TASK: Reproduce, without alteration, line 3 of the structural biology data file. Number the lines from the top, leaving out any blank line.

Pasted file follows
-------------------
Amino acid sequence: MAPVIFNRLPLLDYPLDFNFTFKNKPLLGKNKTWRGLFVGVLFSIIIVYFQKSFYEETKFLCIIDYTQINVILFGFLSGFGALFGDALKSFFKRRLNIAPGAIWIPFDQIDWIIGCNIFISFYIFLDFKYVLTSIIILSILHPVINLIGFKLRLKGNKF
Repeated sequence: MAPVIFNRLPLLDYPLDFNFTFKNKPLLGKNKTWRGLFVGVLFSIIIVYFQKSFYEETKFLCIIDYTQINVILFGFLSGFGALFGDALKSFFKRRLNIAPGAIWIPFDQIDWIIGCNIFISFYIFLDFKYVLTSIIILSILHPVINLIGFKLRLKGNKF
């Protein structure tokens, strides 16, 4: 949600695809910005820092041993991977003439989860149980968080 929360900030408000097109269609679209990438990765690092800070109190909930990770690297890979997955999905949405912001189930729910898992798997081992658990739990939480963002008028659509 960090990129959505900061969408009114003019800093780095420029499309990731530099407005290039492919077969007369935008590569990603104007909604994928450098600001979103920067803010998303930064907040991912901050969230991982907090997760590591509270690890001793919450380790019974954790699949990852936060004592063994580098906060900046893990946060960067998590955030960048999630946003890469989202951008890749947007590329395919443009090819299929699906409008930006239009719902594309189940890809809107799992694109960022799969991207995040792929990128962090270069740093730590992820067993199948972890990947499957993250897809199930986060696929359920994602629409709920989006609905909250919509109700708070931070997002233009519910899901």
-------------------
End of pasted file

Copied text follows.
């Protein structure tokens, strides 16, 4: 949600695809910005820092041993991977003439989860149980968080 929360900030408000097109269609679209990438990765690092800070109190909930990770690297890979997955999905949405912001189930729910898992798997081992658990739990939480963002008028659509 960090990129959505900061969408009114003019800093780095420029499309990731530099407005290039492919077969007369935008590569990603104007909604994928450098600001979103920067803010998303930064907040991912901050969230991982907090997760590591509270690890001793919450380790019974954790699949990852936060004592063994580098906060900046893990946060960067998590955030960048999630946003890469989202951008890749947007590329395919443009090819299929699906409008930006239009719902594309189940890809809107799992694109960022799969991207995040792929990128962090270069740093730590992820067993199948972890990947499957993250897809199930986060696929359920994602629409709920989006609905909250919509109700708070931070997002233009519910899901």